This summer I discovered something in Helsinki that I found absolutely fantastic and incredible: a very simplistic, curved-shaped chapel made of wood in the heart of the Finnish capital. Let me present you, the Kamppi Chapel of Silence! One of the world’s most stylish chapels:
Would you have guessed that this is a chapel?
The Chapel was completed in 2012, the year when Helsinki was World Design Capital 2012. This urban and spiritual project was designed by K2S Architects Ltd, who describe the project like this “This small wooden chapel introduces a place for silence and peace in the lively commercial centre of Helsinki. The chapel space is located in a sculptural wooden volume. The interior is warm and enclosed from the surrounding urban life. Indirect toplight enlightens the wooden chapel interior.”
My first impression was very powerful. I loved the outside design. Even if the Chapel somehow looks like nothing and could-be-anything at the same time, it is very elegant. It is one of a kind. I loved how the sun rays touched the wood (wood that was glazed with wax by using nanotechnology, says the brochure of the Chapel).
The wood used in the chapel has been glazed with wax. Nanotechnology was used in this method, but do not ask me in what way.
I was sort of nervous to walk in. Would the inside match the beauty of the outside?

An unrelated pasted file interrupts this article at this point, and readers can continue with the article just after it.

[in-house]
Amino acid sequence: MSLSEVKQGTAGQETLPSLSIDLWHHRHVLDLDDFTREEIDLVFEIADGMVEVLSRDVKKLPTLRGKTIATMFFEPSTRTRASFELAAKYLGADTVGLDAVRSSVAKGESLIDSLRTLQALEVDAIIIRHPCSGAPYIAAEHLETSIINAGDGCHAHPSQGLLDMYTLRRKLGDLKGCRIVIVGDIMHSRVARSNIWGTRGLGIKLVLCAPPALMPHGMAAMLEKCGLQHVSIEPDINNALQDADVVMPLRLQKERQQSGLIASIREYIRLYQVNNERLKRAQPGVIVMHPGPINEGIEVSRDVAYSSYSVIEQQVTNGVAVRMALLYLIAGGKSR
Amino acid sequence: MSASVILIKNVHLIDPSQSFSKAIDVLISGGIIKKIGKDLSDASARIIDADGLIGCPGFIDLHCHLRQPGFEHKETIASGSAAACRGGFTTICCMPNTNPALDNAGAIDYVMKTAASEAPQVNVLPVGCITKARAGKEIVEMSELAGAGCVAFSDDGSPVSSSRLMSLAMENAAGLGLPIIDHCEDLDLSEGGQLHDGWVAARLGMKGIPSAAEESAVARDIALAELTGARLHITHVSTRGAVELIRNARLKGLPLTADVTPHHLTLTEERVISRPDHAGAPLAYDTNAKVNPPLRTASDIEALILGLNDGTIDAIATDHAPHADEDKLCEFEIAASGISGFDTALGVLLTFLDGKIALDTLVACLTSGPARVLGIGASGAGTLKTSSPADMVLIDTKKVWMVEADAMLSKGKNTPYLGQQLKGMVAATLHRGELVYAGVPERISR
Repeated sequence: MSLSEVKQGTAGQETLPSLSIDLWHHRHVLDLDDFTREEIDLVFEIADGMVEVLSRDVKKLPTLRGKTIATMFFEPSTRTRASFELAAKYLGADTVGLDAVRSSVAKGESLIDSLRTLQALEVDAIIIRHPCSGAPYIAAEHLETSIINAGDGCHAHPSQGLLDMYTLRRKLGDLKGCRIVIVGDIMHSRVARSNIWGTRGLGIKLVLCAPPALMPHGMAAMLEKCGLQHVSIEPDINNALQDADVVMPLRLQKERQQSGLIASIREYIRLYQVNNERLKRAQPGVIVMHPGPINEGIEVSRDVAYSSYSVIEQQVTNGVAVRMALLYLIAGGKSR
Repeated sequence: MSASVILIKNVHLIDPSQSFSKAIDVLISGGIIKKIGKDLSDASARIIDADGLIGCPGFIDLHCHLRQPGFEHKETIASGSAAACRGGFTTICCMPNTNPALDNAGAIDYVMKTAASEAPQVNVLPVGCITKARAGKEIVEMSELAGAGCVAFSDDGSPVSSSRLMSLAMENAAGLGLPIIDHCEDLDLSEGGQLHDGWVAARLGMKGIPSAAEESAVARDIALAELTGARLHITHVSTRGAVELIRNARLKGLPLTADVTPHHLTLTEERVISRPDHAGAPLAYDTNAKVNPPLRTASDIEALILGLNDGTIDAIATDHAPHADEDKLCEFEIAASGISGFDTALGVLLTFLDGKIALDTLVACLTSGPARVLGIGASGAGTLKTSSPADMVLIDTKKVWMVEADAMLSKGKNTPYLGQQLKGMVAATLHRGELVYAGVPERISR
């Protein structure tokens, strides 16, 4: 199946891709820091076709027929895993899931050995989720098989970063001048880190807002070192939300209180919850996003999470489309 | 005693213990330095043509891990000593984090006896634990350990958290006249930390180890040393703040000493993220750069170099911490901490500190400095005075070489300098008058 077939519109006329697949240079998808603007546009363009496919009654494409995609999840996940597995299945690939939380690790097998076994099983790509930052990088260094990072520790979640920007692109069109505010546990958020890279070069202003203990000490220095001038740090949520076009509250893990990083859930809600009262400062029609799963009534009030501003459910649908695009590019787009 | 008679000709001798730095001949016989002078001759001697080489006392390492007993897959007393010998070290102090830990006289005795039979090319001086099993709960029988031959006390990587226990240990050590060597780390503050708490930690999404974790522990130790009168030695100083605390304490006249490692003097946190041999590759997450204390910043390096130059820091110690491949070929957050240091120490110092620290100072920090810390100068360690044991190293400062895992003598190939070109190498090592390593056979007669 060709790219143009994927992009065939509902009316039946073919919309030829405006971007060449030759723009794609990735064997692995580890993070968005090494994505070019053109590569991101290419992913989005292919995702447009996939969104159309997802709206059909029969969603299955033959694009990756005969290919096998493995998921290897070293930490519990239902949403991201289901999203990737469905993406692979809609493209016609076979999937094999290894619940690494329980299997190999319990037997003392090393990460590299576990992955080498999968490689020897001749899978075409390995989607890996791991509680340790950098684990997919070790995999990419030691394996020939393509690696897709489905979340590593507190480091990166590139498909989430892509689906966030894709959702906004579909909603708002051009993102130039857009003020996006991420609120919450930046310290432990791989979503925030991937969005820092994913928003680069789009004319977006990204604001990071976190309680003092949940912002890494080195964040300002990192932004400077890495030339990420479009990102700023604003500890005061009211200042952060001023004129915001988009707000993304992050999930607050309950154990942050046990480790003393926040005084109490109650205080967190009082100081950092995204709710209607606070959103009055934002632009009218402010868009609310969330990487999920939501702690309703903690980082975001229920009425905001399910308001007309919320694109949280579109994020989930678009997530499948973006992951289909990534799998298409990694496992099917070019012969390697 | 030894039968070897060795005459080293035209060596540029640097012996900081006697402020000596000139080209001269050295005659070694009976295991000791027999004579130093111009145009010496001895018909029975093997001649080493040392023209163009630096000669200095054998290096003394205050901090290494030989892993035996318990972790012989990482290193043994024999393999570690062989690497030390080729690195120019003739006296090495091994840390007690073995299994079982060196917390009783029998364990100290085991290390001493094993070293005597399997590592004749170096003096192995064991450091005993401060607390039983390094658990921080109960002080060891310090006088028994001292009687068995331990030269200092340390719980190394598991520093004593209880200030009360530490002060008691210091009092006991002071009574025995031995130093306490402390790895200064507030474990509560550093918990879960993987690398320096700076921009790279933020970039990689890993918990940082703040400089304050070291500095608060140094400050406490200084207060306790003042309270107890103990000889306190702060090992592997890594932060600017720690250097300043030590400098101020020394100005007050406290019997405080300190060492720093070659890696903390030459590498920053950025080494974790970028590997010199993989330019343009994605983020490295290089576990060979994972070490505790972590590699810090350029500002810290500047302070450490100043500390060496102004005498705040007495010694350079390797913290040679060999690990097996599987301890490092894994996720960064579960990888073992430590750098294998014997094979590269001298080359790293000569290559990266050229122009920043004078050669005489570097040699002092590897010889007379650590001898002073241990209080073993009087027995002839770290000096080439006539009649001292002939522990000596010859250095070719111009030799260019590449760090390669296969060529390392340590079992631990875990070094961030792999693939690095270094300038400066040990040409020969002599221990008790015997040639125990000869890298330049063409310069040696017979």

Judging by these photos, I am sure you will agree with me that it did. It was at the same time imposing and down to earth. Quiet and present. Difficult to describe.
If you haven’t yet found the type of church you feel comfortable in, try the Kamppi Chapel in Helsinki, Finland.
During the time of my visit there were numerous tourists from France, Russia and Japan, but I could also witness young children popping in, alone, on their way from the sports to home. In some ways I felt happy that a religious place managed to attract the younger generation. Even if they didn’t come in for spiritual reasons (but what do I know, maybe they did!), they came in, stayed quiet, looked around, observed, took photos and left. It seemed like they appreciated the place and the feeling in it, and to me this represents the most powerful “recognition of success” the architects could ever receive!
The Kamppi Chapel attracts many kinds of visitors: photographers, architects, tourists, but also curious locals.
Even if you may have very little time in Helsinki, make sure you visit this chapel only 5 minutes away from the railway station by walking. It is open from Monday to Friday 7 a.m. – 8 p.m. and from Saturday to Sunday 10 a.m. to 6 p.m. To be found on Facebook here: Kampin kappeli.
For more information:
K2S Architects: http://www.k2s.fi/
ArchDaily article: and http://www.archdaily.com/252040/kamppi-chapel-k2s-architects/
..and lastly, a photograph of the Q&A I took in the Chapel:
This Q&A may answer your additional questions!